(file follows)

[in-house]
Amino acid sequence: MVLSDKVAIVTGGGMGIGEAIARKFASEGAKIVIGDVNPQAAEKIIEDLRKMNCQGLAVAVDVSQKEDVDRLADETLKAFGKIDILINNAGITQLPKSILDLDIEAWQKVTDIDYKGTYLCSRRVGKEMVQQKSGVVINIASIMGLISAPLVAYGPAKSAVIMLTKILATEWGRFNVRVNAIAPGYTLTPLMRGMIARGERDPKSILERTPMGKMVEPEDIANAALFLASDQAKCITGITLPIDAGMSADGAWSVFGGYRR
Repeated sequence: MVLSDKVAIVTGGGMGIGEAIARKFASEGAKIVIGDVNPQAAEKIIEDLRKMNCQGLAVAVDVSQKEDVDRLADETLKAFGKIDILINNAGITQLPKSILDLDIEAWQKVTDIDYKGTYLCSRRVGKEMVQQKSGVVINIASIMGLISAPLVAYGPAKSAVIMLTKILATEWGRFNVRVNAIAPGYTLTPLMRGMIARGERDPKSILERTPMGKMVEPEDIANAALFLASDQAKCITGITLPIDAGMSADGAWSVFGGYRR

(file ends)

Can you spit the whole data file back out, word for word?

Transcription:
[in-house]
Amino acid sequence: MVLSDKVAIVTGGGMGIGEAIARKFASEGAKIVIGDVNPQAAEKIIEDLRKMNCQGLAVAVDVSQKEDVDRLADETLKAFGKIDILINNAGITQLPKSILDLDIEAWQKVTDIDYKGTYLCSRRVGKEMVQQKSGVVINIASIMGLISAPLVAYGPAKSAVIMLTKILATEWGRFNVRVNAIAPGYTLTPLMRGMIARGERDPKSILERTPMGKMVEPEDIANAALFLASDQAKCITGITLPIDAGMSADGAWSVFGGYRR
Repeated sequence: MVLSDKVAIVTGGGMGIGEAIARKFASEGAKIVIGDVNPQAAEKIIEDLRKMNCQGLAVAVDVSQKEDVDRLADETLKAFGKIDILINNAGITQLPKSILDLDIEAWQKVTDIDYKGTYLCSRRVGKEMVQQKSGVVINIASIMGLISAPLVAYGPAKSAVIMLTKILATEWGRFNVRVNAIAPGYTLTPLMRGMIARGERDPKSILERTPMGKMVEPEDIANAALFLASDQAKCITGITLPIDAGMSADGAWSVFGGYRR